Editorial Board 2000-2001
Skeletons in the closet?
Skeletons in the closet?
The already tenuous relationship between teachers and the Ontario provincial government is about to get even more aggravated.
The Tories have decided to introduce a new initiative which will require all teachers and school staff to undergo a criminal background check.
Starting in September 2001, the background checks are designed to provide school boards with additional information regarding their current and prospective employees. This new initiative fits in well with the Tory government's expansive Code of Conduct policies, intended to improve the safety of schools.
Despite the good intentions of this new initiative, it couldn't possibly come at a worse time. Teacher-government relations in Ontario have hit an all-time low. One needs only to think of the secondary school teacher strike or mandatory extra-curricular activities or the loss of preparatory periods or teacher testing to understand the full banquet of battles fought between these two sides.
Furthermore, mandatory background checks create a environment of suspicion and teachers become the ones under the microscope.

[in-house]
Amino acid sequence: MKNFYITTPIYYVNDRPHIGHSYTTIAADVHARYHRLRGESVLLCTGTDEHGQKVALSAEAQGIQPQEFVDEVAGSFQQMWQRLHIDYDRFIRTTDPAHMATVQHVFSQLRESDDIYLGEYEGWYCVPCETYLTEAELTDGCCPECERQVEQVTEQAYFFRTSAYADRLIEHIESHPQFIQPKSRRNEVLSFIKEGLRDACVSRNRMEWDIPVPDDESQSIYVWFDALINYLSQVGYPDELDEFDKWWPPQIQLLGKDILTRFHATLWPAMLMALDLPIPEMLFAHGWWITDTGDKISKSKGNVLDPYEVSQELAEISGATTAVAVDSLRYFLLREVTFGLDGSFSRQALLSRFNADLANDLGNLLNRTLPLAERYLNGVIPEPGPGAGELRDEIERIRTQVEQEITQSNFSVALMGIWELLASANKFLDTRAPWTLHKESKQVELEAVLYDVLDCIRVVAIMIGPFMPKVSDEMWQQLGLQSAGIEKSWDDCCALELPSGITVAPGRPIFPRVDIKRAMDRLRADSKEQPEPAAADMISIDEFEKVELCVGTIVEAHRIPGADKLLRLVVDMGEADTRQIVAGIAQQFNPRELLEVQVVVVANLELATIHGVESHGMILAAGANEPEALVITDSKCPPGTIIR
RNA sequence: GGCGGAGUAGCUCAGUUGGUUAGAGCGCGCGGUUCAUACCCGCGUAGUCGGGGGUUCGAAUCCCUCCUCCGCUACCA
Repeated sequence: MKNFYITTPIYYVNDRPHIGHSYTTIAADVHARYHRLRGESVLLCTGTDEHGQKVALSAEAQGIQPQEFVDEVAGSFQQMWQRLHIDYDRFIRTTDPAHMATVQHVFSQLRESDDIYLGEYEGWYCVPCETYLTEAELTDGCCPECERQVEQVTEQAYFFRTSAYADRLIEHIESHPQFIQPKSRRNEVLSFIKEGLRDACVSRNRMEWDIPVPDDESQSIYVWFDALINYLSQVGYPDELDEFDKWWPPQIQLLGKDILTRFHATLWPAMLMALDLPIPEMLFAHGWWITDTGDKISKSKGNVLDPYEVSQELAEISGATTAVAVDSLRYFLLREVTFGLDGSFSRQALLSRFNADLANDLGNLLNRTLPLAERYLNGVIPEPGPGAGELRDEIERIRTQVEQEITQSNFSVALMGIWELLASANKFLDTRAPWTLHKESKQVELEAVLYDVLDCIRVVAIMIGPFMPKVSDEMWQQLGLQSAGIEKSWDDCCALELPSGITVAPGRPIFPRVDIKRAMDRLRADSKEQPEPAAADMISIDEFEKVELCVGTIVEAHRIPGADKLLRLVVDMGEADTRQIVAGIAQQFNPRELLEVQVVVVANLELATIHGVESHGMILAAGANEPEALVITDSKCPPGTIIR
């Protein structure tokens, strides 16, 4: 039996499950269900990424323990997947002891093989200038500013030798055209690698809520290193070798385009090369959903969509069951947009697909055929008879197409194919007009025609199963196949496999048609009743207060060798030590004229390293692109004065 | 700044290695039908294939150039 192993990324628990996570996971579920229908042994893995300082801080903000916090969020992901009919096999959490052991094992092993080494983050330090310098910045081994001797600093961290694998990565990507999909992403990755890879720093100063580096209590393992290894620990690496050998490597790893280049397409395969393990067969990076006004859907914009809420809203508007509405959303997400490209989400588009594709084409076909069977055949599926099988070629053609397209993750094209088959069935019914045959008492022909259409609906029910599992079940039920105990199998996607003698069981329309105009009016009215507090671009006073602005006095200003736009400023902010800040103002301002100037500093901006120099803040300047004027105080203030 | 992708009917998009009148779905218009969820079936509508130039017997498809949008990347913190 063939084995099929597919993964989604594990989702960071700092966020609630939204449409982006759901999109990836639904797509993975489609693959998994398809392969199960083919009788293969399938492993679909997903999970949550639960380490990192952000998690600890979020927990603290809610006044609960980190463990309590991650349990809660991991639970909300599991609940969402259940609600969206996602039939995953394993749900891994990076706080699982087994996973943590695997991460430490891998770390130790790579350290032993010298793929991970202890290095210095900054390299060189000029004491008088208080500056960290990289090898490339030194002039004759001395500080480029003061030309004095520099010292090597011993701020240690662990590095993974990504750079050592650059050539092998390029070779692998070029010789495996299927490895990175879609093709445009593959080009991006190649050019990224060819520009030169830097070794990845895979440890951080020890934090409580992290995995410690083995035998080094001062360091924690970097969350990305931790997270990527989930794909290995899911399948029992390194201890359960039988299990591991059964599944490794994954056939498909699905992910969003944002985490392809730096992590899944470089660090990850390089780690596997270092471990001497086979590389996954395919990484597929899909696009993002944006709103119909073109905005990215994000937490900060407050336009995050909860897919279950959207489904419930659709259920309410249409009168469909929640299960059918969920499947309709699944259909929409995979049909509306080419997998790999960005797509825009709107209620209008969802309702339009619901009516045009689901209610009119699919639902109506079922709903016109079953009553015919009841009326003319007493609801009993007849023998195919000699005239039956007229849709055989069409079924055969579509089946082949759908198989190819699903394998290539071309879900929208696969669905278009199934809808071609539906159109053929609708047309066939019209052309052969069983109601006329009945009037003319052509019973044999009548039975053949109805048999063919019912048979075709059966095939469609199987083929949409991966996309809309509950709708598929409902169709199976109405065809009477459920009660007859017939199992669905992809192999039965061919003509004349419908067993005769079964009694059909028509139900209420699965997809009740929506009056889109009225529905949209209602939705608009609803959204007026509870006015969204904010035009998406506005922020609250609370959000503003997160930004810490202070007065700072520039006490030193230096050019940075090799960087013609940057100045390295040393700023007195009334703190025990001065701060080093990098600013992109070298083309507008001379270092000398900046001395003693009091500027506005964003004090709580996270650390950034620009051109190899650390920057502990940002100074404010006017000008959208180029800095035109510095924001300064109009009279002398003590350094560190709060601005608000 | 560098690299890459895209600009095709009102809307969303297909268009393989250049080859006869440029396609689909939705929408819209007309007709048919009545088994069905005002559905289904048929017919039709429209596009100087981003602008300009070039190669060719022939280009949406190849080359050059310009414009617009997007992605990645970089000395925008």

It's also important to consider which crimes will show up on one's record. The fact that someone was caught speeding when they were 18 or busted for possession of marijuana while in university, should not hamper their chances at a teaching job.
However, if they have been convicted of a crime involving children or one deemed inappropriate for someone in a leadership role within the classroom, this policy has potential. But who decides which criminal convictions are harmful to children and which ones are not? This is something Harris and his cronies definitely need to be forthcoming about.
And who pays for these background checks anyway? According to the government, the teachers themselves will shell out the cash, targeted at between $25 and $45. Granted this isn't a major financial hardship, the government should extend a courtesy to already employed teachers and cover their costs.
For incoming teachers, this initiative makes sense as it would be beneficial to know who has a criminal record and who does not, especially in this case, when the person in question could potentially teach your child to read or spell or count.
Yet if the government is going to force teachers to have these background checks, why not force all public employees to undergo such a check? Not only does that take some of the pressure off of the troubled relationship, it also sends a clear message to public employees province-wide that certain criminal activities are unacceptable in the eyes of their employers.
Social service workers and early childhood educators already provide their employers with background reference checks.
Maybe it won't hurt teachers to do the same.